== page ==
Jamestown Foundation (9 July 2019)
The Russian newspaper Izvestia announced, on June 19, that the country’s newest super-maneuverable fighter, the Su-35S (“Flanker-E” in the NATO classification), will soon be deployed to annexed Crimea. According to Izvestia, “The Su-35S is capable not only of guaranteed destruction of fifth-generation fighters, but also of effectively destroying ground and surface targets, which is especially important for control of airspace over the Black Sea” (Izvestia, June 19). The Su-35S (letter “S” stands for “serial”—not developed and still undergoing testing or verifying) is considered by the Kremlin to be a “4++” generation fighter. This combat aircraft was developed based on the Su-27 fighter design, but with a new cockpit and more modern engines, avionics and weaponry (Militaryarms.ru, April 30).
Plans to deploy these fighters to Crimea had not been disclosed by the Russian military until now. Nevertheless, Moscow’s intentions to this effect could have easily been predicted. In fact, Russia has been augmenting its air force presence in occupied Crimea since it forcibly absorbed the Ukrainian peninsula in 2014. Over the last five years, it has reconstructed the Belbek Air Base, near Sevastopol, where the 38th Fighter Regiment is located (Aviation21.ru, August, 15, 2018), as well as modernized the Chauda training range center, in eastern Crimea, to provide comprehensive instruction for pilots and crews of the Su-35 and other combat aviation platforms (TASS, May 24, 2019). Three years ago, Su-35Ss first saw action in Syria (TASS, February 1, 2017).
Based on the plane’s reported capabilities and tactical range, the Su-35S (when taking off from an airfield on the Crimean Peninsula) should be able to intercept air targets throughout the whole of the Black Sea region (Izvestia, June 19). But long-range air-interception missions, especially of low-flying targets, will probably be quite limited due to the lack of modern airborne early warning and control (AEW&C) systems in the Russian Air Force. Russia introduced the A-100 AEW&C aircraft in 2015 and plans to construct 39 of these machines by 2020 (Bastion-opk.ru, June 24). But to date, no A-100s have been deployed to any active units (RIA Novosti, February 9).
It is important to clarify that, in line with the Russian concept of what a multi-role fighter jet should be able to do, the Su-35S can not only intercept and hit aerial targets but also strike at ground-based objects (Mil.ru, accessed July 9). According to this vision, Su-35s can carry guided bombs and air-to-surface missiles, including the 260-kilometer-range X-35Y anti-ship missile with passive homing and a 145-kilogram warhead (Topwar.ru, October 23, 2017; Mil.ru, September 25, 2018). This strike capability invites special attention due to the Kremlin’s active desire to build a reliable anti-access and area-denial (A2/AD) bastion around Crimea—particularly encompassing the northern part of the Black Sea and all of the Sea of Azov.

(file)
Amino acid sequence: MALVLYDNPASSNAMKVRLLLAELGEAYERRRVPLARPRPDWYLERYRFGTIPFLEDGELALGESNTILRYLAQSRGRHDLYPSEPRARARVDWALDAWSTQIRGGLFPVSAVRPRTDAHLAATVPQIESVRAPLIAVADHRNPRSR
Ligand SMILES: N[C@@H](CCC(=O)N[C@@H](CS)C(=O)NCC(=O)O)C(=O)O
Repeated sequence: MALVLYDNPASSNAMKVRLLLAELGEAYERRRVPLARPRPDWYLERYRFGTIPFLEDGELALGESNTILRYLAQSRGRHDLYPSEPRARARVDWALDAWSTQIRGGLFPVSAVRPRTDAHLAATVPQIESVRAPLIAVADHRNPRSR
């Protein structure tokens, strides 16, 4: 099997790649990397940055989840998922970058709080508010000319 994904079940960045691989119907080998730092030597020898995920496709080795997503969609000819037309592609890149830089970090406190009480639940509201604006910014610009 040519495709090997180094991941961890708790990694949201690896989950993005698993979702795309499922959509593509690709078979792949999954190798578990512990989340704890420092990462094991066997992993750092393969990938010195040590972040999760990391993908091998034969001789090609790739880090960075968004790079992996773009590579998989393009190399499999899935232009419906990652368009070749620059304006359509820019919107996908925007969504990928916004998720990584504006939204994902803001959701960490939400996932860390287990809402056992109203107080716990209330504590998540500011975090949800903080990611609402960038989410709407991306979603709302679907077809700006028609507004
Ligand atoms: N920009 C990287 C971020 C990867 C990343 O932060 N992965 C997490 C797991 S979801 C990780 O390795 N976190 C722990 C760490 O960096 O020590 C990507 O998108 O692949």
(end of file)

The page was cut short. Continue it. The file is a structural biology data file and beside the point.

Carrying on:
Syria presents its own set of issues vis-à-vis the Su-35. Even though the Kremlin repeatedly asserts that the Syrian civil war is finally winding down (see EDM, March 15, 2016; November 27, 2017; October 30, 2018), Moscow pointedly does not plan to reduce the presence of its combat aviation, including four Su-35S platforms, at the Khmeimim Air Base (Interfax, February 2, 2017; Nvo.ru, January 15, 2017). In accordance with the bilateral Russian-Syrian agreement signed in 2015, this facility was transferred to Moscow by the government in Damascus for the indefinite deployment of Russia’s Air Force group (RIA Novosti, April 21, 2019). As such, the Su-35 deployment to Crimea would allow the Kremlin to improve fighter rotation logistics to/from Syria (News-front.info, June 19) as well as provide opportunities for Crimean Su-35S crews to receive combat experience in Syria.
That said, the announced deployment of Su-35s to Crimea does not mean that massive numbers of such fighters are likely to appear over the Black Sea in the near future. Most of the 78 Su-35S jets purchased by the Russian Air Force (VPK.news, December 13, 2018) are already stationed in Karelia and the Russian Far East. So the upcoming deployments to annexed Crimea are unlikely to exceed more than a handful of these platforms. Moreover, the authorities have announced plans to simultaneously increase Russian air capabilities in the Black Sea region by deploying the expensive, new fifth-generation Su-57 fighter (Today Khabarovsk April 8). Early Russian defense ministry plans foresaw acquiring and deploying 52 such advanced jets by the end of 2020 (Vz.ru, July 6, 2018). But difficulties in development of this next-generation fighter forced Moscow to postpone these plans to 2028, at the earliest (RIA Novosti, June 10).
It should also be noted that Russian pilots have identified a number of technical problems with the Su-35S, including the planes that have taken part in combat operations over Syria (Moskovsky Komsomolets, February 16, 2015; RiaFan, June 5, 2017). Additionally, some key components for these aircraft had previously been supplied by Ukraine. But after the tightening of the sanctions regime, Russia had to switch to its own defense contractors (Vz.ru, December 13, 2016).
The announced deployment of Su-35Ss to Crimea should be seen in light of Russia’s broader military buildup in the Black Sea region. However, some important constraints to these plans can be expected: first of all, the number of Su-35s available for a Crimean deployment is limited, and second, their full technical potential still looks problematic. Most likely, Moscow will use the Su-35s based in Crimea to intimidate neighbors, rather than to genuinely augment its strategic air domination over the Black Sea.
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